Western firefighting veterans lamenting a "new normal" amid surging forest fires have received an explanation for the destructiveness they've been unable to quell. Rising temperatures are flatly to blame for recent fearsome fire seasons, leading scientists reported Monday.
The number of acres of forest burning yearly in large Western fires ballooned nine-fold from 1984 to 2015, with climate pollution and natural changes in the weather playing roughly equal roles in driving the deadly trend, research published in Proceedings of the National Academy of Sciences concluded.
The study showed that more than a century of fossil fuel burning, deforestation and farming has helped push the American West into an explosive new wildfire regime, and the findings suggest far worse could be ahead.
"The authors clearly demonstrate that a human influence on wildland fire as a consequence of global warming isn't just a prediction for the future - it's happening now," said Kevin Anchukaitis, a University of Arizona scientist who was not involved with the study.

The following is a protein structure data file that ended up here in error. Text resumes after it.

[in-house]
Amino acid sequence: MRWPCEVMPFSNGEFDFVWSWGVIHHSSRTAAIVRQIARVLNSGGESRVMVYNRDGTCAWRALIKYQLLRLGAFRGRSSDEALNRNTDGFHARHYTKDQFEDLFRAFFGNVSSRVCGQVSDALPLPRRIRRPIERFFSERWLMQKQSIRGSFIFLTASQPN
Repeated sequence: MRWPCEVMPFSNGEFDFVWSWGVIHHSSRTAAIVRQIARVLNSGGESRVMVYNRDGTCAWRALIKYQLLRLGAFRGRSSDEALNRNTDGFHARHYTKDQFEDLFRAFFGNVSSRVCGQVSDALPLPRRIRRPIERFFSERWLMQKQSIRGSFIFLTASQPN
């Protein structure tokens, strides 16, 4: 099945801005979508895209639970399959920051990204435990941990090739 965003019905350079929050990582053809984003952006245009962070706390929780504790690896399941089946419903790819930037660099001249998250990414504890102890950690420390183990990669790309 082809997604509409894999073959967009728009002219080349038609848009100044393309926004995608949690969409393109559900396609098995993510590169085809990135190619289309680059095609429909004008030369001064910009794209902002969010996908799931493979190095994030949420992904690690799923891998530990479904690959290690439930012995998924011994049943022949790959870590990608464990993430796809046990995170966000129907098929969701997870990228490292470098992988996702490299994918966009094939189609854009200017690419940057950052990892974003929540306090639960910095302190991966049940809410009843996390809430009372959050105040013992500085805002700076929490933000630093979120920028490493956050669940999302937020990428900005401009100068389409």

Previous efforts to link Western wildfires with climate change have hinted at a profound relationship but led to unconvincing results, largely because long lists of factors influence ignition and wildfire properties.
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Monday's study focused on forest dryness, identifying the commanding role it has been playing in driving fires. The researchers relied on climate data and modeling to present a sweeping regional view of 30 years of worsening forest fires.
"The exact percentage of human contribution remains uncertain, but the overall relationship - an increase in fuel aridity, fire days, and fire extent - is clear and significant," Anchukaitis said. "The statistical analysis is very convincing and elegantly done."
Western wildfires have been devouring forests parched by higher temperatures in recent years, draining federal and local firefighting funds, killing residents unable to flee fast-moving flames and filling skies with sometimes-crippling levels of air pollution.
The new analysis showed temperature increases caused by rising levels of greenhouse gas pollution have had a drying effect on Western forests that caused 10.4 million acres to char in large fires during the three decades.
That suggests 44 percent of the forest area that burned during the three decades analyzed burned because of the effects of global warming. The finding was an estimate, with the researchers concluding global warming likely drove between 6 million acres and 16 million acres of forest fire.